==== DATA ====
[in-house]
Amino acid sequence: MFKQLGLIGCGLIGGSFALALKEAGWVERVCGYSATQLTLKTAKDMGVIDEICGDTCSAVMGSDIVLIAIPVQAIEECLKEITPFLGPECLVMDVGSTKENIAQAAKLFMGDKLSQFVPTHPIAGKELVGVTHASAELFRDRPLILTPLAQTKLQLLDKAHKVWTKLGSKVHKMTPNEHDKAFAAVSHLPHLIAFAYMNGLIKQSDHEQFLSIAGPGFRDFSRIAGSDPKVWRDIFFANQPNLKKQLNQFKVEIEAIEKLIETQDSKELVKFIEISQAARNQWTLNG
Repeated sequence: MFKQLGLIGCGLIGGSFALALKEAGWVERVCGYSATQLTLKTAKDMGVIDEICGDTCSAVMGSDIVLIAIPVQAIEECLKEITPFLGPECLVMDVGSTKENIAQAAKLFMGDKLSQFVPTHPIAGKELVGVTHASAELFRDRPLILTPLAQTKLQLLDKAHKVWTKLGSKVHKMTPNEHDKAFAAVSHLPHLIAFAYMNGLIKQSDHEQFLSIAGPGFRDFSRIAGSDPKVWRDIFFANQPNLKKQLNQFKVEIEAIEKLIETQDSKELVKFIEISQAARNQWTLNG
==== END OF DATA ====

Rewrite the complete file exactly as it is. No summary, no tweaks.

[in-house]
Amino acid sequence: MFKQLGLIGCGLIGGSFALALKEAGWVERVCGYSATQLTLKTAKDMGVIDEICGDTCSAVMGSDIVLIAIPVQAIEECLKEITPFLGPECLVMDVGSTKENIAQAAKLFMGDKLSQFVPTHPIAGKELVGVTHASAELFRDRPLILTPLAQTKLQLLDKAHKVWTKLGSKVHKMTPNEHDKAFAAVSHLPHLIAFAYMNGLIKQSDHEQFLSIAGPGFRDFSRIAGSDPKVWRDIFFANQPNLKKQLNQFKVEIEAIEKLIETQDSKELVKFIEISQAARNQWTLNG
Repeated sequence: MFKQLGLIGCGLIGGSFALALKEAGWVERVCGYSATQLTLKTAKDMGVIDEICGDTCSAVMGSDIVLIAIPVQAIEECLKEITPFLGPECLVMDVGSTKENIAQAAKLFMGDKLSQFVPTHPIAGKELVGVTHASAELFRDRPLILTPLAQTKLQLLDKAHKVWTKLGSKVHKMTPNEHDKAFAAVSHLPHLIAFAYMNGLIKQSDHEQFLSIAGPGFRDFSRIAGSDPKVWRDIFFANQPNLKKQLNQFKVEIEAIEKLIETQDSKELVKFIEISQAARNQWTLNG